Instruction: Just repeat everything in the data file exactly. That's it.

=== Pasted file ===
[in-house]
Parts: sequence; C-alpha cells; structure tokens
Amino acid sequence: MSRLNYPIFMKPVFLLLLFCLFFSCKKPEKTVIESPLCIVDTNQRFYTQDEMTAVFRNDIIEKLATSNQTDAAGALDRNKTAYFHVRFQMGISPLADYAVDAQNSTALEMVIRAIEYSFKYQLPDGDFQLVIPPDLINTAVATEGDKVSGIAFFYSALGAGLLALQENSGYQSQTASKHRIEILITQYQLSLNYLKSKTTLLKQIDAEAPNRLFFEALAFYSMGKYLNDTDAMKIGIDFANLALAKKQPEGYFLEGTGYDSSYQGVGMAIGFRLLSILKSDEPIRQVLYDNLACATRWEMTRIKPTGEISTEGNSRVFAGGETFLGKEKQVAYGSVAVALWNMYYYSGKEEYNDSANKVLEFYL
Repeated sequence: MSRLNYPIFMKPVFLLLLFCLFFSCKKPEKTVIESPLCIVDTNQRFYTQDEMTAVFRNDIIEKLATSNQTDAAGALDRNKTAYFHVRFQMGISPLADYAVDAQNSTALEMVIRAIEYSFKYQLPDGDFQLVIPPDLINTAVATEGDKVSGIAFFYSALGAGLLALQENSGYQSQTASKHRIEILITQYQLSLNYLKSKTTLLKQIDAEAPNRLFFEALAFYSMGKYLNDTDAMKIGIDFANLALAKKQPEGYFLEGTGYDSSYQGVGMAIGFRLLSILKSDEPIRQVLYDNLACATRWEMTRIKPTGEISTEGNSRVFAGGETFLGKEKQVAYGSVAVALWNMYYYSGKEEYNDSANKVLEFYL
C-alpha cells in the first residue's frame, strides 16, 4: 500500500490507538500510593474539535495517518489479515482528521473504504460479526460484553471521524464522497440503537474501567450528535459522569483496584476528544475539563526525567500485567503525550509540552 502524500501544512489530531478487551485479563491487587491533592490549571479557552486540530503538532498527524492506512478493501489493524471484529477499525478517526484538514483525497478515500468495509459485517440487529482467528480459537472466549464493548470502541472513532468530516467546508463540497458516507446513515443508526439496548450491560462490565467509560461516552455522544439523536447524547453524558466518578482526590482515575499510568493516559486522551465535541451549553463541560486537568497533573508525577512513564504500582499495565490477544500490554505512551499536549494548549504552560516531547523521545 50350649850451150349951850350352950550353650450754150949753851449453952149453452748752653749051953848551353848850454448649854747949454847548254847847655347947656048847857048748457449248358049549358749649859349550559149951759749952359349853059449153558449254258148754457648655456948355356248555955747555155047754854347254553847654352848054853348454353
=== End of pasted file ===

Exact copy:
[in-house]
Parts: sequence; C-alpha cells; structure tokens
Amino acid sequence: MSRLNYPIFMKPVFLLLLFCLFFSCKKPEKTVIESPLCIVDTNQRFYTQDEMTAVFRNDIIEKLATSNQTDAAGALDRNKTAYFHVRFQMGISPLADYAVDAQNSTALEMVIRAIEYSFKYQLPDGDFQLVIPPDLINTAVATEGDKVSGIAFFYSALGAGLLALQENSGYQSQTASKHRIEILITQYQLSLNYLKSKTTLLKQIDAEAPNRLFFEALAFYSMGKYLNDTDAMKIGIDFANLALAKKQPEGYFLEGTGYDSSYQGVGMAIGFRLLSILKSDEPIRQVLYDNLACATRWEMTRIKPTGEISTEGNSRVFAGGETFLGKEKQVAYGSVAVALWNMYYYSGKEEYNDSANKVLEFYL
Repeated sequence: MSRLNYPIFMKPVFLLLLFCLFFSCKKPEKTVIESPLCIVDTNQRFYTQDEMTAVFRNDIIEKLATSNQTDAAGALDRNKTAYFHVRFQMGISPLADYAVDAQNSTALEMVIRAIEYSFKYQLPDGDFQLVIPPDLINTAVATEGDKVSGIAFFYSALGAGLLALQENSGYQSQTASKHRIEILITQYQLSLNYLKSKTTLLKQIDAEAPNRLFFEALAFYSMGKYLNDTDAMKIGIDFANLALAKKQPEGYFLEGTGYDSSYQGVGMAIGFRLLSILKSDEPIRQVLYDNLACATRWEMTRIKPTGEISTEGNSRVFAGGETFLGKEKQVAYGSVAVALWNMYYYSGKEEYNDSANKVLEFYL
C-alpha cells in the first residue's frame, strides 16, 4: 500500500490507538500510593474539535495517518489479515482528521473504504460479526460484553471521524464522497440503537474501567450528535459522569483496584476528544475539563526525567500485567503525550509540552 502524500501544512489530531478487551485479563491487587491533592490549571479557552486540530503538532498527524492506512478493501489493524471484529477499525478517526484538514483525497478515500468495509459485517440487529482467528480459537472466549464493548470502541472513532468530516467546508463540497458516507446513515443508526439496548450491560462490565467509560461516552455522544439523536447524547453524558466518578482526590482515575499510568493516559486522551465535541451549553463541560486537568497533573508525577512513564504500582499495565490477544500490554505512551499536549494548549504552560516531547523521545 50350649850451150349951850350352950550353650450754150949753851449453952149453452748752653749051953848551353848850454448649854747949454847548254847847655347947656048847857048748457449248358049549358749649859349550559149951759749952359349853059449153558449254258148754457648655456948355356248555955747555155047754854347254553847654352848054853348454353